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Quote:
Originally Posted by AzironaZack View Post
My plan is to have a momentary contact switch (like a doorbell) to open a normally closed solenoid valve that will dump hot water back into the water tank.
Quote:
Originally Posted by ol trunt View Post
AZ, your plan will work but only if your return pipe comes back to the tank from the faucet furthest from the heater--so same amt of plumbing as I used.

The use of a second pump assures plenty of water flow to the heater under all conditions when the water heater is on without having to monitor cold water use to preclude low flow to the heater which will shut it off.

An off/on switch serves the same end as your momentary switch but frees you up to do other things while the water heats which seems to take forever especially with very cold inlet water.
Jack
It must be Monday because it took me 45 minutes to understand all of this. I think I'm understanding the two pump concept as well. My question is what to do when hooked to shore water. You can only dump so much water back into the tank before it is full. If I understand correctly, these water heaters are triggered by pressure and not temperature. Or is it a combination of both? If it's pressure drop, having a recirculation pump won't activate the heater, you need the solenoid valve to dump water into the tank.
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Old 06-01-2020, 04:48 PM   #16
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Actually it is the combination of pressure, flow and temp that allow the heater to turn on. The 3 gpm pump recommended by Ecotemp seems to be able to handle the pressure and flow rate requirements even with the solenoid recirculating valve open as well as all the water I choose to run at the tap. I suppose if I wanted both the shower and the kitchen sink hot water on at the same time I'd have to shut off the solenoid (wouldn't need it anyway 'cause the heater would be going full blast anyway). If for some reason too much water was being dumped back into the tank to allow the heater to run you vould simply use an adjustable in line valve to slow the flow.

As to being hooked to shore water, whether or not you have a water heater, you need to have the shore water enter AFTER the water pumps or you will over flow the water tank. A couple of manual ball valves will take care of that. No need to use the recirculating system when you are on shore water --so what if a couple of gallons of water go down the drain. You are correct though. If you did use the recirculation circuit while on SW you would have a flood.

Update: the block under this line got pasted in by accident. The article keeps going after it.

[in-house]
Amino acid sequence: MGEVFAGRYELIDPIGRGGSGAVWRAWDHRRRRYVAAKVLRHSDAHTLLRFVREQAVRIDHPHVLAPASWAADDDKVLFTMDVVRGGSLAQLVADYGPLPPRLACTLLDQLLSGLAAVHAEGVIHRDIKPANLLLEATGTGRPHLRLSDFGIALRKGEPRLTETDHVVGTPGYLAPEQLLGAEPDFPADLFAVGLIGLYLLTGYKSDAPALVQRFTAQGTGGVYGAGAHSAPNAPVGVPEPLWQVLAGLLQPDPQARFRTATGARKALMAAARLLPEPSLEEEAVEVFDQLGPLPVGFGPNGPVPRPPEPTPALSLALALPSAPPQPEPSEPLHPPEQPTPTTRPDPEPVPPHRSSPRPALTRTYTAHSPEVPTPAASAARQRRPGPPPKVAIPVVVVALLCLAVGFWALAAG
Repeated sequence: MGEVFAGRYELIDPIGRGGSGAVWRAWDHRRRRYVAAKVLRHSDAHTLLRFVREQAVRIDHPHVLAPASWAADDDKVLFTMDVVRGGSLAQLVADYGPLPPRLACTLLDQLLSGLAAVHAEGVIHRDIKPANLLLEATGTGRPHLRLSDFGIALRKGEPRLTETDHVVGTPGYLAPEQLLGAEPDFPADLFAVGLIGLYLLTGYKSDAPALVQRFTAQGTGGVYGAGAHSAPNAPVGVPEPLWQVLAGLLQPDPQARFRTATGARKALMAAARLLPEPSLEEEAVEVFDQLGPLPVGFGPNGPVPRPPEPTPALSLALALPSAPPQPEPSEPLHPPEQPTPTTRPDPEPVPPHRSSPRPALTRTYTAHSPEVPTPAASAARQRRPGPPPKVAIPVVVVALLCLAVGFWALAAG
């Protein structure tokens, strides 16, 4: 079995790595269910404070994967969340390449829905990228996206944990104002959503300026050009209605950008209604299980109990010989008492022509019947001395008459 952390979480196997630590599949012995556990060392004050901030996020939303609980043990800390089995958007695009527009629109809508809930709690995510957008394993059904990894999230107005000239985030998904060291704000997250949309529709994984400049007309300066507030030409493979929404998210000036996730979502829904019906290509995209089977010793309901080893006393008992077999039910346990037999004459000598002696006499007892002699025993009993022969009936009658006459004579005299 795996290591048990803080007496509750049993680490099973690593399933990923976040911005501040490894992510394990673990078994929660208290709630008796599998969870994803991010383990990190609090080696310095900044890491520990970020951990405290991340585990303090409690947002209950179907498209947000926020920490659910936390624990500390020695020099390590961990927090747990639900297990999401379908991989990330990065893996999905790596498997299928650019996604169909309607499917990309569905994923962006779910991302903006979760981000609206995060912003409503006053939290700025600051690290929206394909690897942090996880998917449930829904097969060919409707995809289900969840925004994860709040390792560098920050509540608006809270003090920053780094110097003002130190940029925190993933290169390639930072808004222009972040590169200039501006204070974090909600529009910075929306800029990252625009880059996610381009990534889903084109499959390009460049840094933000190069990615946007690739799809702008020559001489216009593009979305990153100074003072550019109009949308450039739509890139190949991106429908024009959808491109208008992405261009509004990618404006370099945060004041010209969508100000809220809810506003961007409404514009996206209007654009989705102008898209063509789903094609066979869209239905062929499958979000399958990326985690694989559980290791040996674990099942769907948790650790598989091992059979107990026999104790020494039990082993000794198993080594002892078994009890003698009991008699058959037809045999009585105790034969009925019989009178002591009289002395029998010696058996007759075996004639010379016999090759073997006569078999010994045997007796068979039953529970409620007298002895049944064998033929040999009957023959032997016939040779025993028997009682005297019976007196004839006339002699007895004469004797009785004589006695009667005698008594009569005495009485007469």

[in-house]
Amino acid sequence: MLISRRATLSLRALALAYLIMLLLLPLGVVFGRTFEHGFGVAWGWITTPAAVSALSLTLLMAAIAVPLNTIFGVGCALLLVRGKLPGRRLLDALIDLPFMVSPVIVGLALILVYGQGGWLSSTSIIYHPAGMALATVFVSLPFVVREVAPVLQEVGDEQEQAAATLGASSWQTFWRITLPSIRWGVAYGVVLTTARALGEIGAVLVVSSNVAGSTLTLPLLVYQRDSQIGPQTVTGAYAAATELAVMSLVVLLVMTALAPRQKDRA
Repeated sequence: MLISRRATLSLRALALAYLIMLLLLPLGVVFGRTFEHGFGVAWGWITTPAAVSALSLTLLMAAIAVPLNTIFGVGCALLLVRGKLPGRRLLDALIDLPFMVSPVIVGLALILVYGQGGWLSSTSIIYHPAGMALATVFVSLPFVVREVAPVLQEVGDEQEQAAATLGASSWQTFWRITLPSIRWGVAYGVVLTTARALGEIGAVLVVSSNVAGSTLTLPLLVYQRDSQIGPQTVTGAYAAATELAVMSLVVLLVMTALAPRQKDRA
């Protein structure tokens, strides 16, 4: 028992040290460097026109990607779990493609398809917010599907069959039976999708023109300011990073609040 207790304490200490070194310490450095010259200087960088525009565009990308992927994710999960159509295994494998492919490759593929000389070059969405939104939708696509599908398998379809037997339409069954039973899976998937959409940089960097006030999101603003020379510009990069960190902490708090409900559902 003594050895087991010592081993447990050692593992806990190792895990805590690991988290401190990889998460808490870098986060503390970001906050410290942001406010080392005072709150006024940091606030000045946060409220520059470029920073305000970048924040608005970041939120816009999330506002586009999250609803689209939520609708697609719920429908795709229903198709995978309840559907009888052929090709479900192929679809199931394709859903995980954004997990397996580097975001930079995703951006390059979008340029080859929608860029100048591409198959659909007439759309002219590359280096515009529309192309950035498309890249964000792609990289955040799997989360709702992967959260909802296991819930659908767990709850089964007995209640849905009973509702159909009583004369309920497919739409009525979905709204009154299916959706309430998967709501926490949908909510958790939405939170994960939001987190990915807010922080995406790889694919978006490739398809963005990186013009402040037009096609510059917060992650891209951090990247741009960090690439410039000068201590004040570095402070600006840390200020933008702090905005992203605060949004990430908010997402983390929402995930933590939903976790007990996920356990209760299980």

Jack
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Old 06-01-2020, 05:21 PM   #17
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As to being hooked to shore water, whether or not you have a water heater, you need to have the shore water enter AFTER the water pumps or you will over flow the water tank. A couple of manual ball valves will take care of that. No need to use the recirculating system when you are on shore water --so what if a couple of gallons of water go down the drain. You are correct though. If you did use the recirculation circuit while on SW you would have a flood.
Jack
Ah, you are correct, being hooked to shore water would negate the need to utilize every drop of water possible. The more I think about it though, that would be an easy, or rather lazy, way to fill the holding tank without having to use a gravity fill connection. In fact, I think I may just add another solenoid and a few more check valves to the system so I can fill the tank the lazy way all the time. I can probably also tie the solenoid into the fill gauge so it won't over fill the tank.
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Old 06-01-2020, 06:00 PM   #18
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I like the way you are thinking.
Jack
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Old 06-06-2020, 04:44 PM   #19
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So on mine, I want the hw recirculation system to work on shore water or on local. I want the ability to push a button and have the hot water lines filled with hot water and then stop.

I have a HW tank with two extra heat exchangers. one will be tied into the bus coolant lines (thermally controlled) and the other one will be tied into my solar water heater (thermally controlled). In addition, there is a 900W electric element in the HW tank.

So, I will have a recirculating pump tied into a controller that once started (by pushing a button), it circulates water until the temperature at the end of the return line is "near" the temperature of the outgoing hot water from the tank. Then it will turn off the pump. I can use this at any time to pre-heat my hot water (probably mostly for showers). This will never "waste" any water and will work regardless of the water source...
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Old 06-06-2020, 06:17 PM   #20
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I'll need it only for the bathroom - the shower and kitchen sink are directly above the water heater so there will be very little water in their short length of pipes, and the washing machine won't be used enough to justify a water saver gizmo.

John

Why not just install a point of service water heater? Think about the relative power requirements, maintenance, etc.